Chocolate or vanilla? Cake or ice cream? Beach or mountains? Either/or questions might have their place when it comes to icebreakers or dating profiles, but they have also become incredibly pervasive in personal finance. Pay down debt or invest? Grow your income or cut expenses? Donate time or donate money? Focus on little leaks or big holes in budgets? There’s a place for either/or questions, but personal finance probably isn’t it. Here’s why:
Life Doesn’t Happen in a Vacuum
Thought exercises are great ways to practice mental gymnastics, but very rarely does life unfold the same ways someone’s thoughts do on paper. Even if your brainstorming looks less like a line and more like a swirl, life is arguably more chaotic simply because of the sheer number of variables and extenuating circumstances. Never mind the fact that no one has still managed to manifest that giant pause button that so many of us long for. No matter how much the research shows that multitasking might actually rob us of our best work, very rarely does life allow us to truly only deal with one issue at a time. As a result, this either/or mentality often doesn’t apply.
Both is Best
Let’s look at some of the most common personal finance conundrums. Should I invest in my retirement or pay down my debt? It’s a question that I ask myself a lot. Pillars of the debt-free community will argue passionately about riding yourself of debt as fast as you can, not only to free yourself from interest and to make a guaranteed return but for the serious psychological and emotional benefits. Other people will argue that investing for retirement makes the most sense mathematically because of the power of time in the market (hello, compounding!). Realistically, neither option is ideal. If you only invest, you’re getting dinged with interest for the life of the loan. If you only pay down your debt, you are missing out on years or possibly even decades of time that your money could be working for you. Both is best.
Then there’s the whole idea of growing the gap. Financial success is simple on paper. Spend less than you earn and invest the rest. The bigger the gap, the bigger the financial freedom. The question is how do you grow the gap? Do you reduce your expenses or grow your income? Frugality is amazing, especially once we actually figure out what it is. But frugality isn’t everything. Not even close, no matter what the headline fodder tells you. The fact of the matter is you can only cut so much without also compromising your happiness and health. So then the answer must be to grow your income, right? That works, but it is a gradual process. There are no overnight successes. So here’s another instance where it makes a lot more sense to cut your expenses while you work on landing a raise or growing your side hustle.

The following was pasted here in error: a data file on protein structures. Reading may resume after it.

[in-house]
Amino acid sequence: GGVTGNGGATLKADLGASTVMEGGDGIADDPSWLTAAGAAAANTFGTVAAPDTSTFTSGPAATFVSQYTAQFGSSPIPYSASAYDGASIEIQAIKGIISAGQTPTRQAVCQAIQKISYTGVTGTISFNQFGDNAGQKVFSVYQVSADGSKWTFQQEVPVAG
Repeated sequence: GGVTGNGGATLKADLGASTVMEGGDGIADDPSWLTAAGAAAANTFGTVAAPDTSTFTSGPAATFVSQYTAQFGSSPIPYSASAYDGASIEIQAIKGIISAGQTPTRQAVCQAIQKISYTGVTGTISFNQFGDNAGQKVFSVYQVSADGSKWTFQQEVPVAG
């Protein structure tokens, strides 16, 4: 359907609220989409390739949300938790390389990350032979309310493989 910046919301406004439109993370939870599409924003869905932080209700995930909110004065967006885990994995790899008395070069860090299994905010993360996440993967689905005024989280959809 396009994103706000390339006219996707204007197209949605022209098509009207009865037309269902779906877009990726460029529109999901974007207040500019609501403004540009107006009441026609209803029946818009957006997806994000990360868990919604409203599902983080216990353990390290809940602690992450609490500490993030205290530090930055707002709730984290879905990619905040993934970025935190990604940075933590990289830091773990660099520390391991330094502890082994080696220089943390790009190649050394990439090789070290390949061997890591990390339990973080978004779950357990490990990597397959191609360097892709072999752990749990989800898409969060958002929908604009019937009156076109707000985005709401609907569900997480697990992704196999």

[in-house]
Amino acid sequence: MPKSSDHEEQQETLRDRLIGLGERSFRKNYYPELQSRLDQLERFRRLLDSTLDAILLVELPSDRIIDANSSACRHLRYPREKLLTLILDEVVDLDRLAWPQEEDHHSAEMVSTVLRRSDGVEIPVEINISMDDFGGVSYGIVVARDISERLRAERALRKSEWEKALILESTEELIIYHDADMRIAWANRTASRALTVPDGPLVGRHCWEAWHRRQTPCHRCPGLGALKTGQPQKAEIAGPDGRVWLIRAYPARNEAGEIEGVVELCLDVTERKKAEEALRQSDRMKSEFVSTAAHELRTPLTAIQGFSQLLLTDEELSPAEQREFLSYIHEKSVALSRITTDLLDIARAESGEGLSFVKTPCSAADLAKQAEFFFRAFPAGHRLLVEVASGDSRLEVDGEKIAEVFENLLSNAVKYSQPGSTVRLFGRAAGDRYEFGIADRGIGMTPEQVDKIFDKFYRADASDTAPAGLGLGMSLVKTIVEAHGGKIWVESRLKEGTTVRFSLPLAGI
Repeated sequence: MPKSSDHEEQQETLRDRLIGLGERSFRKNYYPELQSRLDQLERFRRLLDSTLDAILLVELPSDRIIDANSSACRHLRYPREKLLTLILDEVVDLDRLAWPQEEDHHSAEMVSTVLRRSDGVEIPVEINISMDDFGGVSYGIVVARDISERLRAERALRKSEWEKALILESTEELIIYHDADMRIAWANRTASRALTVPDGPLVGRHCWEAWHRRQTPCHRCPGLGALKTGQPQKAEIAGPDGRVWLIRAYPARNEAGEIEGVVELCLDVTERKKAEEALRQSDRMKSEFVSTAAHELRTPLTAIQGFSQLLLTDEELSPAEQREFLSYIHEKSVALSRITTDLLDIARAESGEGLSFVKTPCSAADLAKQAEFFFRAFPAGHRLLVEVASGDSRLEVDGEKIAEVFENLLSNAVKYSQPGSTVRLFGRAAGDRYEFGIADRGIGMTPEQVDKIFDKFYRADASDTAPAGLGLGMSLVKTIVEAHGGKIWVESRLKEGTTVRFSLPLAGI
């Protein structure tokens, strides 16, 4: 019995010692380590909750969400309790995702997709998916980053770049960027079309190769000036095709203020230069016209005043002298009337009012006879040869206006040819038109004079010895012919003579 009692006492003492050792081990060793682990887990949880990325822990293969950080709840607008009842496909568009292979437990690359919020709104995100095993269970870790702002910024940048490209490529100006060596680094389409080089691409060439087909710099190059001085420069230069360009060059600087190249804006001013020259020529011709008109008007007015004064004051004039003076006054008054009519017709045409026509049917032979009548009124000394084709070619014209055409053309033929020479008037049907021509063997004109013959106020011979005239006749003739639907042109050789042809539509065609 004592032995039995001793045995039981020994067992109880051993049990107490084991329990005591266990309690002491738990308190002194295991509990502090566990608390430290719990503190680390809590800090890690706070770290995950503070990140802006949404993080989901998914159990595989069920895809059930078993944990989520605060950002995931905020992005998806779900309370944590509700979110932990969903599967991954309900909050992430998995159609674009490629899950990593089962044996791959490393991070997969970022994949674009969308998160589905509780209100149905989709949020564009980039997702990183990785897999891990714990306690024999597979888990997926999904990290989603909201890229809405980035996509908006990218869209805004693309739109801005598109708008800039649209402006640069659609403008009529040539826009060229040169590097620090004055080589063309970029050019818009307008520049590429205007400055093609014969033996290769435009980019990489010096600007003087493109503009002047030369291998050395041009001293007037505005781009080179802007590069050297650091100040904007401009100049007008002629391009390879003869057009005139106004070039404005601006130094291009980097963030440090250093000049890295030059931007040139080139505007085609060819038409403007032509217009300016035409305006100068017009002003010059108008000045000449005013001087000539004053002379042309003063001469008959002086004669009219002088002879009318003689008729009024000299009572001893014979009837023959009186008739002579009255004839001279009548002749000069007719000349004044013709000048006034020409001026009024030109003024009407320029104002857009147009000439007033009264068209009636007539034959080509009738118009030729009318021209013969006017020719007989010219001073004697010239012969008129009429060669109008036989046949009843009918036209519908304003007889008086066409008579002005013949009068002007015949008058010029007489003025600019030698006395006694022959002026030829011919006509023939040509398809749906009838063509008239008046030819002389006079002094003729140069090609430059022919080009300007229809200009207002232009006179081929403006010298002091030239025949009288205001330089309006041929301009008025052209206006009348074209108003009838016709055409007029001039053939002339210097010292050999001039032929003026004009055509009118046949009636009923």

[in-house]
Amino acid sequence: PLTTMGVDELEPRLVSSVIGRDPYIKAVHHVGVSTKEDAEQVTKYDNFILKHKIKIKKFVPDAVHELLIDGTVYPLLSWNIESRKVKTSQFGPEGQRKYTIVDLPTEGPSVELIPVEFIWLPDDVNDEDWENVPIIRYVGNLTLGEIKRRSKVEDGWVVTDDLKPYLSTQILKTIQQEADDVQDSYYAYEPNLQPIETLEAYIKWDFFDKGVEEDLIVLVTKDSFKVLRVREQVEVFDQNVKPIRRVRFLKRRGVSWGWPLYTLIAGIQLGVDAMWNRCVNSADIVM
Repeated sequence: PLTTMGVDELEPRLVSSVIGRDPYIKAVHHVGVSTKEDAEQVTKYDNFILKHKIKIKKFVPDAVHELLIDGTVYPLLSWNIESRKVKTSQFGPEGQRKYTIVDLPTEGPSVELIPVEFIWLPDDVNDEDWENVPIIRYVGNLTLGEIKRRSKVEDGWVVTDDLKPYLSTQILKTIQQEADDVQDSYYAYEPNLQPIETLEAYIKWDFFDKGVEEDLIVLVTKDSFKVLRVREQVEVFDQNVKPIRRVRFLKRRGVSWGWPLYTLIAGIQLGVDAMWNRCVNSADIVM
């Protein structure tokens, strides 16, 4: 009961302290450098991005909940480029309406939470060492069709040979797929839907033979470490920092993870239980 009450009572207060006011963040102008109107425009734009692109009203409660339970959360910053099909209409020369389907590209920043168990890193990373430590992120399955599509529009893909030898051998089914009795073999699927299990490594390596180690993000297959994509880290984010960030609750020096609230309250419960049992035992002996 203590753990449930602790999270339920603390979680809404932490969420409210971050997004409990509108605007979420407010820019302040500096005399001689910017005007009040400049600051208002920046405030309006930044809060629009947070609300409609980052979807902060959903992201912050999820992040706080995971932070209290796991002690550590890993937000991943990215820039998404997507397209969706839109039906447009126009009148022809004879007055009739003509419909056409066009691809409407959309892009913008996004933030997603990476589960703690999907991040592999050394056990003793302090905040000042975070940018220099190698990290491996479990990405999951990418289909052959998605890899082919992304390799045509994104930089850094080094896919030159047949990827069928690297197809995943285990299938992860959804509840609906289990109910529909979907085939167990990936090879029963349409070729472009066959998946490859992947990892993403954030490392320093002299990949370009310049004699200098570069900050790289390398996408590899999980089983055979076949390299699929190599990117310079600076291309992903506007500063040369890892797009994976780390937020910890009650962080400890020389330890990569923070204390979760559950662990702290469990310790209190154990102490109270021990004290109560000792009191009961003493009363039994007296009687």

Not convinced? Let’s peek at another perennial favorite of personal finance. Do you donate time or money? Because you do donate, right? Volunteering your time is so beneficial because it allows charities, schools, or other community organization the manpower that they need to accomplish tasks. Plus, volunteers can witness the impact of their time firsthand. Warm fuzzies for everyone! Still, if everyone opts to only give their time, how do these organizations keep the lights on? The cost of overhead and resources can only be paid with cold, hard cash. So what is best to give? Both.
The same holds true for budgets. While no one will ever be able to convince me that the latte factor isn’t real (just ask my closet!), I can very much admit that holes in my budget also wreak havoc. Passing on thousand dollar handbags and pricey cell phone plans is just as important as saying no to clearance shoes. Cultivating free hobbies (dare I say real hobbies) is just an important as dodging insidious little expenses for me personally. While we could spend all day arguing one side or the other, the bottom line is big-ticket expenses and small mindless transactions are both problematic. The best budgets keep an eye on them both.
One is Still Better Than None
So why the fascination with either/or? Aside from the fact that they help make the personal finance world feel a little bit more like Hogwarts (50 points for Gryffindor! 100 points for Mortgage Payoffs!), there are more legitimate reasons why these either/or questions are asked.
No matter how much of the 10x scalability Koolaid you’ve consumed, at any given moment, you have a finite amount of time and money. As a result, you have to decide what gets the biggest bang for your buck when it comes to actual bucks and mental resources. Don’t have extra money to spare? Donating your time matters! Working a job where raises just aren’t on the table (teachers, I see you!)? You had better work on cutting your expenses. Can’t come up with any income to invest because of your sky-high credit card interest? Pay down those totals.
It’s very true that doing one thing is hugely significant, especially in a world where the vast majority of people seem content to not just carry debt, but to continue to saddle themselves with more money problems. Still, I would push back hard at the notion that financial decisions have to be either or all of the time. By embracing both at least some of the time, we might make more money progress than we imagine.
So Tell Me…Is there a particular issue where you find yourself firmly on one side or can you see both as best when it comes to money matters?